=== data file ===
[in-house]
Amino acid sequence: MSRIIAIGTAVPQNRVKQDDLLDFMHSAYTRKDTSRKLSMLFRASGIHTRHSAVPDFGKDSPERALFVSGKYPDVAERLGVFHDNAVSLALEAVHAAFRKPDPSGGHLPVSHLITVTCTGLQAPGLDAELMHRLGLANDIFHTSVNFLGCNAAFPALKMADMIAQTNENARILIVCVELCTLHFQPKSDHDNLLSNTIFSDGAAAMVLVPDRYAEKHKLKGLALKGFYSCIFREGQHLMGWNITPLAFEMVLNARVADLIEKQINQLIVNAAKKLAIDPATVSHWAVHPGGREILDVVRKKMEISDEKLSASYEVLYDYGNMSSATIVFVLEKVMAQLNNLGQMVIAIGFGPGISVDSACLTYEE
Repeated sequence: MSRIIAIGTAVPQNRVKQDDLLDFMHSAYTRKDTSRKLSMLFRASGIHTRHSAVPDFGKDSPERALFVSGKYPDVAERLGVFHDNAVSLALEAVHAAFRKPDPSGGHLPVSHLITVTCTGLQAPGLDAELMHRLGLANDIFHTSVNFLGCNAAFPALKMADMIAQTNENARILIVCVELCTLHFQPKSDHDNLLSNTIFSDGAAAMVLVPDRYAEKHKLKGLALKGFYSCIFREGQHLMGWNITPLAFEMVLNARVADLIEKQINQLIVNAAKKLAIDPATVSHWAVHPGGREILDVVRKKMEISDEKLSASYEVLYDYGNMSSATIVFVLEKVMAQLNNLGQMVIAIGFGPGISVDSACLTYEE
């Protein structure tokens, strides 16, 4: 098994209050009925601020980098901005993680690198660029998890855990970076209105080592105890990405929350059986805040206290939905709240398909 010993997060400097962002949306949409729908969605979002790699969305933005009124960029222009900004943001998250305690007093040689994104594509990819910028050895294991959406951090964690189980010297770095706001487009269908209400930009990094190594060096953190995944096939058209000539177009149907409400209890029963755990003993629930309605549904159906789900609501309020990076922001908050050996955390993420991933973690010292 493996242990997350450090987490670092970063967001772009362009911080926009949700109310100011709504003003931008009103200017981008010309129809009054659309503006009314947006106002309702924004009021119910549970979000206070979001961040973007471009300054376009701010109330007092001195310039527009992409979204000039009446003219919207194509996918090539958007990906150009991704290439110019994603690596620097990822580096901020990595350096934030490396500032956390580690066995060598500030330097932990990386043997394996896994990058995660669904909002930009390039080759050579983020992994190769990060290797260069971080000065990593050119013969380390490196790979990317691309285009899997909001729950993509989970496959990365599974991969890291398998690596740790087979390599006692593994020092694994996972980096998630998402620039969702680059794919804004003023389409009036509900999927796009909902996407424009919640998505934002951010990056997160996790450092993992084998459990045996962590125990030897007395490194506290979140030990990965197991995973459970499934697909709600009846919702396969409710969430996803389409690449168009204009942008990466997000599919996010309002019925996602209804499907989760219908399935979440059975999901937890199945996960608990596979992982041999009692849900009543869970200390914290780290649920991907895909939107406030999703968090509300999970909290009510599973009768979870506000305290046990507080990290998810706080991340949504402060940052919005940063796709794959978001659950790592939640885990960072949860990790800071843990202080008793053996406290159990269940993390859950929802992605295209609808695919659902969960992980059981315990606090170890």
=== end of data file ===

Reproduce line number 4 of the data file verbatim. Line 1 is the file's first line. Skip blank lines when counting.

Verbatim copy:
């Protein structure tokens, strides 16, 4: 098994209050009925601020980098901005993680690198660029998890855990970076209105080592105890990405929350059986805040206290939905709240398909 010993997060400097962002949306949409729908969605979002790699969305933005009124960029222009900004943001998250305690007093040689994104594509990819910028050895294991959406951090964690189980010297770095706001487009269908209400930009990094190594060096953190995944096939058209000539177009149907409400209890029963755990003993629930309605549904159906789900609501309020990076922001908050050996955390993420991933973690010292 493996242990997350450090987490670092970063967001772009362009911080926009949700109310100011709504003003931008009103200017981008010309129809009054659309503006009314947006106002309702924004009021119910549970979000206070979001961040973007471009300054376009701010109330007092001195310039527009992409979204000039009446003219919207194509996918090539958007990906150009991704290439110019994603690596620097990822580096901020990595350096934030490396500032956390580690066995060598500030330097932990990386043997394996896994990058995660669904909002930009390039080759050579983020992994190769990060290797260069971080000065990593050119013969380390490196790979990317691309285009899997909001729950993509989970496959990365599974991969890291398998690596740790087979390599006692593994020092694994996972980096998630998402620039969702680059794919804004003023389409009036509900999927796009909902996407424009919640998505934002951010990056997160996790450092993992084998459990045996962590125990030897007395490194506290979140030990990965197991995973459970499934697909709600009846919702396969409710969430996803389409690449168009204009942008990466997000599919996010309002019925996602209804499907989760219908399935979440059975999901937890199945996960608990596979992982041999009692849900009543869970200390914290780290649920991907895909939107406030999703968090509300999970909290009510599973009768979870506000305290046990507080990290998810706080991340949504402060940052919005940063796709794959978001659950790592939640885990960072949860990790800071843990202080008793053996406290159990269940993390859950929802992605295209609808695919659902969960992980059981315990606090170890």